American officials have a “high degree of confidence” that airline debris found on a French Island in the Indian Ocean appears to belong a Boeing 777, the same kind of aircraft as the missing Malaysia Airlines Flight 370.
A U.S. official told the Associated Press that air safety investigators identified the part based on a photo of the wreckage. The plane parts were found on Reunion Island, about 380 nautical miles off the coast of Madagascar and about 3,500 miles from where the plane disappeared over the Andaman Sea.
The official told the AP that a team of investigators, which include a Boeing air safety expert, have identified the debris as a “flaperon,” which is typically responsible for controlling the roll or bank of an aircraft. On a Boeing 777, the flaperon would be found along the trailing edge of a 777 wing.
Malaysian Transport Minister Liow Tiong Lai said that his country had sent a team to the island to confirm the identity of the debris.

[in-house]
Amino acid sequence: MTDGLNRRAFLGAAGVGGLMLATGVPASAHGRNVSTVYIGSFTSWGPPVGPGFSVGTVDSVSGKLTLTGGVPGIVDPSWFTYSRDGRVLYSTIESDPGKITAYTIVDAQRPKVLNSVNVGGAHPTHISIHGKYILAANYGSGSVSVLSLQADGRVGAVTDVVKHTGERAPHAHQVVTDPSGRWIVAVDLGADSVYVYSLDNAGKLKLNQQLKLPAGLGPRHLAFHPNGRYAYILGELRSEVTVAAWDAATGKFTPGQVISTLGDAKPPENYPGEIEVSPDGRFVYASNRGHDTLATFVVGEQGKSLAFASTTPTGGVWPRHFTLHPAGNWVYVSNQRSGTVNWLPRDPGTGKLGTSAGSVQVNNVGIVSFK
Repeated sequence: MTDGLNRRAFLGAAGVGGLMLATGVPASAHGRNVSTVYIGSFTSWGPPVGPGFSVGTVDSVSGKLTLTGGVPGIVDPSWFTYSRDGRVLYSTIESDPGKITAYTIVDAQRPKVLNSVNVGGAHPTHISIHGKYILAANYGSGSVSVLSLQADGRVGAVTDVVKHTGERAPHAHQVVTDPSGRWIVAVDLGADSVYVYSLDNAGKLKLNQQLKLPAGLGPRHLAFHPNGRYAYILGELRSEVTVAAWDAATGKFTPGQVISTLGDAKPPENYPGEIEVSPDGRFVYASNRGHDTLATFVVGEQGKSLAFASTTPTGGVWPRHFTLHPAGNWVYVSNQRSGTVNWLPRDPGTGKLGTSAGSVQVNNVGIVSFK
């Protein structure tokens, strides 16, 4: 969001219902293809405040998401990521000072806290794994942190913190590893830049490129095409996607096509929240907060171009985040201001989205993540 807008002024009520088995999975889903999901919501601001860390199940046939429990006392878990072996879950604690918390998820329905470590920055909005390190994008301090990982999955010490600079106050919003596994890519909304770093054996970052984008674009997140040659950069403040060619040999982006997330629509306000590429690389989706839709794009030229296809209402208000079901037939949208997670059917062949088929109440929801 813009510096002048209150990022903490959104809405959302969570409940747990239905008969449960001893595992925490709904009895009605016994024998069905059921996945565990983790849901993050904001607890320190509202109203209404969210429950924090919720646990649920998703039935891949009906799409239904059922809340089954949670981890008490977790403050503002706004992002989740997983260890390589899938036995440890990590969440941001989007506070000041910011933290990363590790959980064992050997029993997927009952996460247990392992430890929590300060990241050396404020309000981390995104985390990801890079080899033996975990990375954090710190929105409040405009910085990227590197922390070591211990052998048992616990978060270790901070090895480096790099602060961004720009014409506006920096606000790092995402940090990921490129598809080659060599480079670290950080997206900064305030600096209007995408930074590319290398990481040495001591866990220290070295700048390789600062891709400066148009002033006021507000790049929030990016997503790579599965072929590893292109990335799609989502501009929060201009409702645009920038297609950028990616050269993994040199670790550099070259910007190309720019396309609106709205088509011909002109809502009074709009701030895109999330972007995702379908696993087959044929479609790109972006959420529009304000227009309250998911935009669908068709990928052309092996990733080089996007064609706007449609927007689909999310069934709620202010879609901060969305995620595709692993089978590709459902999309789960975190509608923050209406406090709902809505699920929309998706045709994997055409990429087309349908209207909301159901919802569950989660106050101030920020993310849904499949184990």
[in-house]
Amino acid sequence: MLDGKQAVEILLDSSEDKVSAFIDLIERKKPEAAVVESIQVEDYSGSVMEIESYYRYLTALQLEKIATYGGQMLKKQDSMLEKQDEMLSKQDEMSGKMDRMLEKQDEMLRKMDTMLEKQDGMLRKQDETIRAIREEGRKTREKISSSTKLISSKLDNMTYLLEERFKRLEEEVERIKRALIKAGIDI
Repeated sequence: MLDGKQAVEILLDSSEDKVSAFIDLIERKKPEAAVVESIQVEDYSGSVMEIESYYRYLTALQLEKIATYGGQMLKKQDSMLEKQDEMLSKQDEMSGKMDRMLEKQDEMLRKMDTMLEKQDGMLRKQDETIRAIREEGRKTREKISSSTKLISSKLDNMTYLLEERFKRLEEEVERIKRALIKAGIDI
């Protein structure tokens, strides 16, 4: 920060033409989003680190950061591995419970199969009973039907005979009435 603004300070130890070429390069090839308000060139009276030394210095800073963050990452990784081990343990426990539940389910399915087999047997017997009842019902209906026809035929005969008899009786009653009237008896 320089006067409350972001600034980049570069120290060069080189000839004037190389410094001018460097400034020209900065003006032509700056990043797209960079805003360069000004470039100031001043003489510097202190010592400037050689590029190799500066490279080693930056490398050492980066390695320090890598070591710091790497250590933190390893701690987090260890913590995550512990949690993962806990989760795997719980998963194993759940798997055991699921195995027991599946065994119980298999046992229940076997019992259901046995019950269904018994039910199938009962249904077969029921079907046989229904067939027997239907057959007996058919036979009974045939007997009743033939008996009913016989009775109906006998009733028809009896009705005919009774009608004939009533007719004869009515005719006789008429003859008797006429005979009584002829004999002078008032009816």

“Whatever wreckage found needs to be further verified before we can ever confirm that it is belonged to MH370,” he said.
A French official confirmed that French law enforcement is on the island for the investigation.
The ongoing search of the seabed is unlikely to change, according to Australian Transport Safety Bureau Chief Commissioner Martin Dolan, whose agency is heading up the location effort. If the part is from the plane, it would line up with the theory that it crashed within a roughly 46,000 mile area.
Paul R. Bergman, a spokesman for Boeing, referred questions to authorities investigating the incident.
“Our goal, along with the entire global aviation industry, continues to be not only to find the airplane, but also to determine what happened – and why,” he said in a statement.
Flight 370 mysteriously disappeared on March 8, 2014 with 239 people on board and a multinational effort has been searching for it ever since.